Updated June 7, 2023 - 4:38 pm
“Sometimes, you just need to take a punch in the face …”
— Golden Knights coach Bruce Cassidy
SUNRISE, Fla. — It’s part of the message Cassidy has imparted to his team as this Stanley Cup Final unfolds, part of the strategy the Knights have used in going up 2-0 on the Florida Panthers in this best-of-seven series.
Not to avoid being physical, but to do so smartly.
To be the more disciplined side.
To play between the whistles.
It has worked, the Panthers flustered enough to have amassed 130 penalty minutes to 82 for the Knights. It seems one way Florida believes it can make a difference in the series.
It hasn’t worked. The Panthers have been outscored 12-4.
“Our guys are veteran enough that they can keep their cool and composure,” Cassidy said. “No one likes to get hit. It’s a little bit of playoff hockey, where you have to balance your response with discipline and keep things in check. We’re trying to do those things.
“It’s OK to get hit in June. That’s part of the journey. But toughness isn’t about fighting. Taking a hit, blocking a shot, winning puck battles. It’s easy to retaliate and get your instant gratification. But to hold it in takes a lot more.”
One of the main combatants on the opposite side has been Florida star Matthew Tkachuk, who has been given three 10-minute misconducts in the two games. His (clean) hit on Knights center Jack Eichel in Game 2 began another sort of scrum that could become more and more commonplace as the the series moves along.
One thing is for sure: The Panthers won’t change how they play.
They really won’t dial it back if things continue to go the other way. Frustration can do that to a team.
“I just don’t think there are teams that are as physical as we are,” Tkachuk told reporters. “So maybe (the media) thinks it’s too much. But at the end of the day, it’s just how we played. If we were playing physical and we were up in the game, you guys would say that’s the recipe for success.”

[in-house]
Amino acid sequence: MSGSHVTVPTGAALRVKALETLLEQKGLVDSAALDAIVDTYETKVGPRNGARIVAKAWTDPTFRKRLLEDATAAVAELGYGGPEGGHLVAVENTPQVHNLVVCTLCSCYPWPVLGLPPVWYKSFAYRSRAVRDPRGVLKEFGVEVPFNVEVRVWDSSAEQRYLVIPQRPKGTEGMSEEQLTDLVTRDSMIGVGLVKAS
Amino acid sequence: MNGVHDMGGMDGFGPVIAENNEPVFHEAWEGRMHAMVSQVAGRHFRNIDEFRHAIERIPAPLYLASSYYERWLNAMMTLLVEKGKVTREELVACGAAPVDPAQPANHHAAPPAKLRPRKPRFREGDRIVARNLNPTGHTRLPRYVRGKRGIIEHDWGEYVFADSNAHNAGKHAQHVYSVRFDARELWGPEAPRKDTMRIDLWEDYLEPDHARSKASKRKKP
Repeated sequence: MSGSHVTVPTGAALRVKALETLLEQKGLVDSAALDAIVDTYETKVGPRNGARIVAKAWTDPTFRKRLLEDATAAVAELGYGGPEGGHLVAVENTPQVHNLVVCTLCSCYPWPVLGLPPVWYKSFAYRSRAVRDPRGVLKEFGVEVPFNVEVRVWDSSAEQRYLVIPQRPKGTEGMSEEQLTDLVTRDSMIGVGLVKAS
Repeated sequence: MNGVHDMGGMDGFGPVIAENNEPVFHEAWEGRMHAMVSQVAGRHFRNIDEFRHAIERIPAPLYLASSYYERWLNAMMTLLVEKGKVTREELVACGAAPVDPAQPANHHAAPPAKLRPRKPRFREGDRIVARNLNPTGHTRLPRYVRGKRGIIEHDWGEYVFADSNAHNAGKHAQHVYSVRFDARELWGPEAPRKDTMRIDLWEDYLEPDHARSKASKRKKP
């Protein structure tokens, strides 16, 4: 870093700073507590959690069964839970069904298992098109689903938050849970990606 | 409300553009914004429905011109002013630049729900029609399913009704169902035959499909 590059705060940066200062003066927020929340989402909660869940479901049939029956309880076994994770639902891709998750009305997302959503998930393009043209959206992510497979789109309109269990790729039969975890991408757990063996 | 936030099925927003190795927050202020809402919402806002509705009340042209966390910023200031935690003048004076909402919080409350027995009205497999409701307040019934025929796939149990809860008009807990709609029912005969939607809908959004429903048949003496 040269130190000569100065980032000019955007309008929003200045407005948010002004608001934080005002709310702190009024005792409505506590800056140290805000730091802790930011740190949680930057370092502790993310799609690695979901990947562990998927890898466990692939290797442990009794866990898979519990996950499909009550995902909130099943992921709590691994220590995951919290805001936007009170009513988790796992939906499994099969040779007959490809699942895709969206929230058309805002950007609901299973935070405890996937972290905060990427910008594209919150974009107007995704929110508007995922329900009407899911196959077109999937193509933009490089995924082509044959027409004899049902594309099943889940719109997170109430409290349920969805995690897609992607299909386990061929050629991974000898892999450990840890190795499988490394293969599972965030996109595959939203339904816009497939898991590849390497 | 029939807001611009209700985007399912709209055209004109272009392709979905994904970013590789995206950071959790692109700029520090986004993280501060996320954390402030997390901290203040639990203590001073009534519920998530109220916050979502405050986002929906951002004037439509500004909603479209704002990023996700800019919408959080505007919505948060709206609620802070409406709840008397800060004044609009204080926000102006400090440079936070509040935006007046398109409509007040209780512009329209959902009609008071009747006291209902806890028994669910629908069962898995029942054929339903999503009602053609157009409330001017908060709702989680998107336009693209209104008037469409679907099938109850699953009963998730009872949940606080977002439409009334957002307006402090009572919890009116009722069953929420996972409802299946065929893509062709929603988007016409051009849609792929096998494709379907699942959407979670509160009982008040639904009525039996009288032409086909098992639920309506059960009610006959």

They haven’t been up in much of anything. The Knights have shown an advantage in most every area. They’ve just been a lot better. But they’re also playing — as Cassidy pointed out — one of the most penalized teams in the regular season and playoffs. The Panthers like to mix things up.
It sometimes gets easy to be drawn in.
“You give some, you get some, right?” Knights forward William Carrier said. “You have to stay disciplined, especially at this point in the series. Nothing after the whistle and keep it low. We’re not trying to give them any kind of energy.”
It’s not as if the Knights don’t fight back or even initiate things at times. Goalie Adin Hill has been more than capable of going after anyone he believes has impeded his space. He will take some ill-advised shots at folks. Forward Ivan Barbashev seemingly hit anything that moved in Game 2. Nic Hague. Keegan Kolesar. Guys will go at it.
It’s just that few go looking for fights. It’s one reason the Knights were the least penalized team in the NHL this season — 599 minutes in 82 games.
Hurts to win
Cassidy: His team tasted a level of physicality in the Edmonton series. Things got a little nasty. It also prepared the Knights for what they’re now experiencing.
“We were able to come out the other side of (Edmonton),” Cassidy said. “Hockey can be a violent game. That’s why guys lose it sometimes. We get it. It’s a credit to our group that if you have to take a punch in the face to win … guys understand.”
Just like their motto throughout these playoffs: It hurts to win.
They sure have done a lot of that.
Ed Graney is a Sigma Delta Chi Award winner for sports column writing and can be reached at firstname.lastname@example.org. He can be heard on “The Press Box,” ESPN Radio 100.9 FM and 1100 AM, from 7 to 10 a.m. Monday through Friday. Follow @edgraney on Twitter.